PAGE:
As a young woman looking for a career, the jewellery industry seemed a natural fit. Since most jewellery is worn by women, surely my gender should have a more intuitive understanding of what the consumer likes and the market wants?
But what would appear common sense is not always grounded in reality. I just returned home after spending several days at the JCK Show in Las Vegas. There I attended a number of high-level discussions on issues of paramount importance to our business. For the most part, the members of the respective panels were uniformly middle aged and male.
There certainly have been notable exceptions in our industry — strong, influential and intelligent women who have held key leadership positions, have served as role models for people like myself. They include Susan M. Jacques, president and CEO of the Gemological Institute of America; Cecilia Gardner, president and CEO of the Jewelers Vigilance Committee; Dione Kenyon, president of the Jewelers Board of Trade; and Ruth Batson, CEO of the American Gem Society and AGS Laboratories. That is the good news. The not so good news is three of four will be retiring over the course of the coming 12 months.
Still that is an incomplete list and there have been other excellent role models, with Varda Shine, the former CEO of the Diamond Trading Company, a case in point. But we cannot escape the fact that, even today, in a business where the end-consumer is predominantly female, the decision makers are mainly male. Few of them wear or have ever worn the very products for which they are responsible.
The paternal nature of our industry most likely has to do with the fact that we are dealing with a high-ticket item. Given the unfortunate wage gap between men and women, even today fewer than 50 percent of the females actually buy their own fine jewellery for themselves. This tendency in higher priced sectors is not specific to the jewellery industry. For example, surveys have shown that car dealerships are often dismissive toward women buyers, with men considerably more likely to get the better deal.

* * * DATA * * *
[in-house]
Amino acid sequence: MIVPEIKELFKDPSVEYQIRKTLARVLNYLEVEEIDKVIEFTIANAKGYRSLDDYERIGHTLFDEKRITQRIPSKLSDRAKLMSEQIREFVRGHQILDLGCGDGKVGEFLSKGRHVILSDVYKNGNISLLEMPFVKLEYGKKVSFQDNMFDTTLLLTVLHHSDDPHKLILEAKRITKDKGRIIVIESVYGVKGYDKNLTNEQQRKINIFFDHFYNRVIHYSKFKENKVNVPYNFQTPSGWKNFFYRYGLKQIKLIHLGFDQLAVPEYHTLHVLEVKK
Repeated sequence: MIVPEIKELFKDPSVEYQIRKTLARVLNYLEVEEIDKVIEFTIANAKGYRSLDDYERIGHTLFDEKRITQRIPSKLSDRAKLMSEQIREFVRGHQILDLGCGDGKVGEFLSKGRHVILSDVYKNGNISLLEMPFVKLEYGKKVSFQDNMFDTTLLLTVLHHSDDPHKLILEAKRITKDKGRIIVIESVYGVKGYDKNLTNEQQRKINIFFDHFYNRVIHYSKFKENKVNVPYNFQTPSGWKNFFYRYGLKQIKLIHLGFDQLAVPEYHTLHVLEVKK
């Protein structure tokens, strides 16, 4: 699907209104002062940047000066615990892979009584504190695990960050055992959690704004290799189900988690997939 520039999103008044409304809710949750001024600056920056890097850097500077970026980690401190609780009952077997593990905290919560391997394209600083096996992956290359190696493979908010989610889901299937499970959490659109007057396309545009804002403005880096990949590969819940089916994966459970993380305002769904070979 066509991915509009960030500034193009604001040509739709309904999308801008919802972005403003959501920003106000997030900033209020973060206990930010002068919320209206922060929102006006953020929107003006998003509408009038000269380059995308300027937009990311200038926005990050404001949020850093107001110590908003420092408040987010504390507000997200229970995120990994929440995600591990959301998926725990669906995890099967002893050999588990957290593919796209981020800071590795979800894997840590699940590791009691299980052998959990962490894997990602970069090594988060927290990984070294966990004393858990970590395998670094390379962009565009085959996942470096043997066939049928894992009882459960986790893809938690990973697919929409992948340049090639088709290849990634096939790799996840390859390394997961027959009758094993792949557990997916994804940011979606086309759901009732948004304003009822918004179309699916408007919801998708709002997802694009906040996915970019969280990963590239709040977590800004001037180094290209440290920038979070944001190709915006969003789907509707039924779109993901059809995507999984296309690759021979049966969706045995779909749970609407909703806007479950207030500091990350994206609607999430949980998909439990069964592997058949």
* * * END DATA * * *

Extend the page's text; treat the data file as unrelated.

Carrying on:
But times are changing, and while considerable wage gaps remain, more women are joining professions that once were considered to be predominantly male. Already today, in many Western countries the majority of students in both medical schools and law schools are female, even though the heads of hospital departments and majority of law firm partners are still male. However, time and demographics will change that.
The same I believe will occur in the jewellery industry. I am an owner of a jewellery company where my partner is also a woman, Dione Lima. The jewellery we produce is for women, and although I would encourage men to buy our products for their loved ones, I like to believe that we are producing goods that women choose for themselves. From what we understand this is the case.
I also am an officer at the World Jewelry Hub in Panama, where from the very outset the mould was broken by having a majority of the executive positions held by women. This was not a strategic decision, but rather a case where the individuals involved were considered the most capable and most qualified to hold the job. This also was the case with the various women who I mentioned as role models in our industry.
And that, ultimately, is my point. Women should not be appointed to any position simply because of their gender, but by the same count they should not be disqualified for the same reason. That said, let us remember that, in a business where the end product is worn mainly by women, we do have certain insights that most men could never have.
At the upcoming Second Latin American Diamond and Jewellery Week, which will take place at the World Jewelry Hub in Panama City, June 21 to 23, a special session will be held that will look specifically at the role and empowerment of women in the Latin American jewellery industry.
While Latin American society is traditionally conservative, the region has been surprisingly progressive when it comes to women in positions of national leadership. In 2012, there were five democratically elected female heads of state and heads of government, which at 22.5 percent, was a higher percentage than any region in the world except except for Nordic Europe.
We would like Latin America to set the trend for the jewellery industry as well. We are making a start in Panama.